By Fathol Zaman Bukhari
Coincidentally, the date of print of this issue of Ipoh Echo falls on the 50th Anniversary of the formation of Malaysia, Monday, September 16, 2013. In order to appreciate the true feeling of this auspicious day it is only appropriate to recall history as it is written not as it is being propagated. Since the passage of time historical facts have been distorted to such an extent that it is no longer easy to separate truth from fiction.
The formation of Malaysia was mooted by the country’s first Prime Minister, Tunku Abdul Rahman in 1961. It would consist of Malaya, Brunei, Sabah, Sarawak and Singapore, all of which were British colonies. The primary reason was to allow Kuala Lumpur to monitor, control and also combat communist activities, particularly in Singapore where the Chinese population was the largest.
Singapore’s population then was about 3 million while the combined population of Malaya, Brunei, Sabah and Sarawak was about 7 million. To balance out the Chinese majority in Singapore, the merging of the states in Borneo with newly independent Malaya was deemed appropriate.
Singapore Chief Minister, Lee Kuan Yew, supported the proposal. However, his opponents resisted, arguing that this was a ploy by the British to continue its presence in the region. Most political parties in Sarawak were against the merger. Community representatives in Sabah were similarly opposed. Although the Sultan of Brunei backed the idea, the Parti Rakyat Brunei repudiated the merger and this led to the Brunei Rebellion of 1962 which was successfully quelled by the deployment of two Gurkha companies to Seria and one Royal Marine company to Limbang where the hostilities were centred.
Tunku Abdul Rahman explained his proposal at the Commonwealth Prime Ministers Conference in 1961. He finally got the agreement of the British government with a proviso that feedback be obtained from the communities involved.
This led to the formation of the Cobbold Commission. The Commission was tasked to conduct a study in the Borneo territories and to make recommendations. A substantial number of Bruneians were not in favour of a merger. Sabah drew up a list of points, referred to as the 20-point agreement, as a condition for its inclusion while Sarawak prepared a similar memorandum, known as the 18-point agreement.
These memoranda have often been quoted as the basis for discontentment between East and West Malaysians and it persists till today.
A referendum was conducted in Singapore to gauge public opinion; a large number of its population supported the merger provided some autonomous rights be given. Brunei withdrew due to opposition from certain quarters and disagreement over oil royalties and the status of the Sultan in the planned merger.
Upon reviewing the Cobbold Commission’s findings, the British government appointed another commission to draft a constitution for Malaysia. The eventual constitution was essentially the same as the 1957 Malayan Constitution.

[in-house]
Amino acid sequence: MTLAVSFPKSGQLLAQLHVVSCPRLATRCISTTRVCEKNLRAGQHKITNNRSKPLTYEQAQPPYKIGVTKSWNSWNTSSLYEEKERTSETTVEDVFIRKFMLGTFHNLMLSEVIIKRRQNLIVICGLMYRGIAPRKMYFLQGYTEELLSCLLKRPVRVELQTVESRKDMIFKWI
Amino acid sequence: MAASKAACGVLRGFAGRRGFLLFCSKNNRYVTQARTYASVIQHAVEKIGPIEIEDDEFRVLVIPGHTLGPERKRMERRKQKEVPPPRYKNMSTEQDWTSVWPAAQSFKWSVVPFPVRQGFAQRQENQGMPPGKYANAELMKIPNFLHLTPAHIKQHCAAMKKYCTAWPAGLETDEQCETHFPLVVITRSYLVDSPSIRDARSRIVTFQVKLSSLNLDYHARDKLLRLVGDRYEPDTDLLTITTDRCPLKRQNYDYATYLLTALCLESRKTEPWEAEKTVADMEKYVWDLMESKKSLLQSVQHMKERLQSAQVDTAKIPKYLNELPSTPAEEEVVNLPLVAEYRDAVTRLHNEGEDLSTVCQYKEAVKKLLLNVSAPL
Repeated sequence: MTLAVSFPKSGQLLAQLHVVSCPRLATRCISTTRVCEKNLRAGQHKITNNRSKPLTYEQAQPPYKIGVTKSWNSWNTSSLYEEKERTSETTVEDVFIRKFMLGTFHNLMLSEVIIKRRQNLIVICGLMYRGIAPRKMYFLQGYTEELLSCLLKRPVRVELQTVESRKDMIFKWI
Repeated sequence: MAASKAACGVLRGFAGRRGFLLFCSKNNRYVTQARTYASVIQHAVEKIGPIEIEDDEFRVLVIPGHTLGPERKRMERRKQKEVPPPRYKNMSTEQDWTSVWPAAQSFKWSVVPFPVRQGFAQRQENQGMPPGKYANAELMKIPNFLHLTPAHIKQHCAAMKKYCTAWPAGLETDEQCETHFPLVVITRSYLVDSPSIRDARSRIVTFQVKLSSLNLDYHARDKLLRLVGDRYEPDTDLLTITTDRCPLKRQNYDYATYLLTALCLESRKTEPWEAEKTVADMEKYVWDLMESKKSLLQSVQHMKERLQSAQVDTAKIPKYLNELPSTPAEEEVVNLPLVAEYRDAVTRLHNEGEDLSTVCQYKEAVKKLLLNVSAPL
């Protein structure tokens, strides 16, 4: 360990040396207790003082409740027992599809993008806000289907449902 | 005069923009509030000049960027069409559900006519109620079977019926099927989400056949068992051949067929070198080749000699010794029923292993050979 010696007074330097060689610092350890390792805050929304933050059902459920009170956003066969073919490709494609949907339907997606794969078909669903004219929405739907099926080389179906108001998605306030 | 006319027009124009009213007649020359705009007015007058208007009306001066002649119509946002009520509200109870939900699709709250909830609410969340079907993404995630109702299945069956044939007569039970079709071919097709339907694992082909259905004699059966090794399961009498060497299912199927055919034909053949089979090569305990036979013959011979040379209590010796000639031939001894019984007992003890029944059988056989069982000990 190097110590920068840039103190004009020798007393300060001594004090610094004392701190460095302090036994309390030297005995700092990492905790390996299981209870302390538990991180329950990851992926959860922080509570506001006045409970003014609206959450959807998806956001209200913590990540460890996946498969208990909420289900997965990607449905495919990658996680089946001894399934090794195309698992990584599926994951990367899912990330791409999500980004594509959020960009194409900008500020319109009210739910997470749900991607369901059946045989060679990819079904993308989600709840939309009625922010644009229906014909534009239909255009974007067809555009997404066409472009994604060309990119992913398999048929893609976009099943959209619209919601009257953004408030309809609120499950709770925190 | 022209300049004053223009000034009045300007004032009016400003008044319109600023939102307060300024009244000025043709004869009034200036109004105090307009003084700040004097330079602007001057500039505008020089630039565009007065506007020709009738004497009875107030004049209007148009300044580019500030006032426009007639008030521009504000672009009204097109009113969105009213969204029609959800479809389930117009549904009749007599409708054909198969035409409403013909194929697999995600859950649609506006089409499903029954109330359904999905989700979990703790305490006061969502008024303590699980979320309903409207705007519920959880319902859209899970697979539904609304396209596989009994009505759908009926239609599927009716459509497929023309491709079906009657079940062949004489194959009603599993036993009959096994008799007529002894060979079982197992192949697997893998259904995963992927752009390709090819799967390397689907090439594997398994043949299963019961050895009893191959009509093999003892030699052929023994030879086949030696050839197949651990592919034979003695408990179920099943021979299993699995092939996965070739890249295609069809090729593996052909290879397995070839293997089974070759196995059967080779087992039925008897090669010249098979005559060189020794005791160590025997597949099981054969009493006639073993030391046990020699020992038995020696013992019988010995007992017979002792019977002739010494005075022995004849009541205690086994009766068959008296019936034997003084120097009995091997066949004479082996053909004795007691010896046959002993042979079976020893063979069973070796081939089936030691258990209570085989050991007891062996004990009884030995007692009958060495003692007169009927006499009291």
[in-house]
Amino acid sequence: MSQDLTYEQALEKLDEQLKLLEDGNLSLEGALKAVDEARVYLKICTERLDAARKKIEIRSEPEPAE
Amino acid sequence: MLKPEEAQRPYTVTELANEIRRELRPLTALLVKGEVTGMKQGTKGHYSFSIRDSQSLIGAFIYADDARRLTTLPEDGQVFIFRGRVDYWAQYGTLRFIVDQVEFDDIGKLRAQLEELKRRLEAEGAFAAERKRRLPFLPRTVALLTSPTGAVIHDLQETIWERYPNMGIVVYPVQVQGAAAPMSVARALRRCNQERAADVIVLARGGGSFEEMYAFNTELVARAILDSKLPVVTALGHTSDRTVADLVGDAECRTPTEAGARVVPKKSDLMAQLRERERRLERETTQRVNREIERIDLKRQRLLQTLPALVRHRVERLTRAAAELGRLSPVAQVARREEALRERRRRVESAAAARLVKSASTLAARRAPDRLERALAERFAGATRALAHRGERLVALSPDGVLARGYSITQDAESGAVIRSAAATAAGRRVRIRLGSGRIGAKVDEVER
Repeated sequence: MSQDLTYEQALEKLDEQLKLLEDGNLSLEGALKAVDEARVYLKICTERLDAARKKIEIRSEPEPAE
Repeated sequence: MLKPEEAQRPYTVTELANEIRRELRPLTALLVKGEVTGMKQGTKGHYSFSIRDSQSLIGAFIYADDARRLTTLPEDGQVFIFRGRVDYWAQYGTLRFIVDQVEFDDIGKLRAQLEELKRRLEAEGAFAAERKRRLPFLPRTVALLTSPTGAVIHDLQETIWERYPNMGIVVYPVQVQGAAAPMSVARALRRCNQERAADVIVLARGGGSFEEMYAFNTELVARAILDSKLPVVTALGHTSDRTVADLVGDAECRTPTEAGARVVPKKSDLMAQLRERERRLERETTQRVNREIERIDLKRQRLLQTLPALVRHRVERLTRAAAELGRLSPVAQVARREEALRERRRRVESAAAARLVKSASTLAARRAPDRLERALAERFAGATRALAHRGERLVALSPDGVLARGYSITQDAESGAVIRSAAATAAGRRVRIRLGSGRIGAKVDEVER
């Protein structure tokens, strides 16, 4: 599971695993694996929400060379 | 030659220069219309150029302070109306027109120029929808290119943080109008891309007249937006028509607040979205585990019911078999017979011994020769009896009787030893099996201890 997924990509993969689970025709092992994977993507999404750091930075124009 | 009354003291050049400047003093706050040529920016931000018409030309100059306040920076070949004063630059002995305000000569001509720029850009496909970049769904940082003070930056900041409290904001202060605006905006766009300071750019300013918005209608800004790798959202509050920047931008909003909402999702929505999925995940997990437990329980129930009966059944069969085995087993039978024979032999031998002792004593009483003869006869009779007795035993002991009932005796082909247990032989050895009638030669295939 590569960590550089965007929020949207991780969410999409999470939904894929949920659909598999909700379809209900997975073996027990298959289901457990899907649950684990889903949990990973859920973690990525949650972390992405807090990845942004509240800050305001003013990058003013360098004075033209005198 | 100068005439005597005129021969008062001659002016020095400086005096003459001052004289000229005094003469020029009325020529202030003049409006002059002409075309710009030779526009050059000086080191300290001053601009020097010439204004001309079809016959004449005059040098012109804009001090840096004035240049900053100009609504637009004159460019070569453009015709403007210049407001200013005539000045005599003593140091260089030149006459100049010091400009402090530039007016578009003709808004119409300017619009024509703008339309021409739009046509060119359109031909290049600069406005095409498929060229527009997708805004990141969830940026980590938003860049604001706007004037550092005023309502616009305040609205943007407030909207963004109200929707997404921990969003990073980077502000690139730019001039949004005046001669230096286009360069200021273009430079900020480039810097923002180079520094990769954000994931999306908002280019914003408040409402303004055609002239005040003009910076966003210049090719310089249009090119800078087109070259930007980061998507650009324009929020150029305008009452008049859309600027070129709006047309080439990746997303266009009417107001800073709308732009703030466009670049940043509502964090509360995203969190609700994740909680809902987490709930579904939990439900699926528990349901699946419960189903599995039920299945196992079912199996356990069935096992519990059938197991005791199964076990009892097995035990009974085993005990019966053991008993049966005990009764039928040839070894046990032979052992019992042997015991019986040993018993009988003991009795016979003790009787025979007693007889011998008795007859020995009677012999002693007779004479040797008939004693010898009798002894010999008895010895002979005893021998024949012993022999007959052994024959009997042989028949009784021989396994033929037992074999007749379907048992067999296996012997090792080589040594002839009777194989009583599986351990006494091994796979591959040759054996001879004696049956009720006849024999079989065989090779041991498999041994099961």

After negotiations in July 1963, it was agreed that Malaysia would come into being on August 31, 1963 to coincide with the 7th Independence Day of Malaya. However, the Philippines and Indonesia objected to this development. Indonesia claimed that Malaysia represented a form of “neocolonialism” while the Philippines insisted that Sabah was part of its territory.
The opposition delayed the formation of Malaysia. A United Nations team was then formed to re-ascertain whether Sabah and Sarawak truly wanted to join the coalition. Malaysia was formally declared on September 16, 1963. Lee Kuan Yew’s insistence on a Malaysian Malaysia led to Singapore’s ouster in August 1965. And the rest is history.
I was in my mid-teens when Malaysia was formed. It was definitely an occasion to celebrate, as the country had just obtained its independence. It was a double whammy, of sorts. However, in a provincial town like Parit Buntar we could only look up to Kuala Lumpur to take the lead.
The country was not yet free of communist insurgents. The Malayan Communist Party was still active, especially in the border regions. With the onset of Konfrontasi with Indonesia, a national call-up was initiated.
I can still recall volunteers marching in the town padang under the watchful eyes of one very serious-looking officer. Major Zainuddin was instrumental in me joining the army, which I did five years later in 1968. Some said it was foolhardy, some said it was premature. But I did what I had to do, romanticism aside. And I had never lived to regret it.
Fifty years down the road I can now appraise the situation more realistically. What have we achieved after half a century of existence? We are still as fractious as we were five decades ago. I still need a permit to enter Sabah and Sarawak and will not be allowed to work there if I choose to. If I am considered a threat, the state authorities can put me on the next plane to Kuala Lumpur. That is the sad truth.
Am I happy on this auspicious day?
You must be kidding.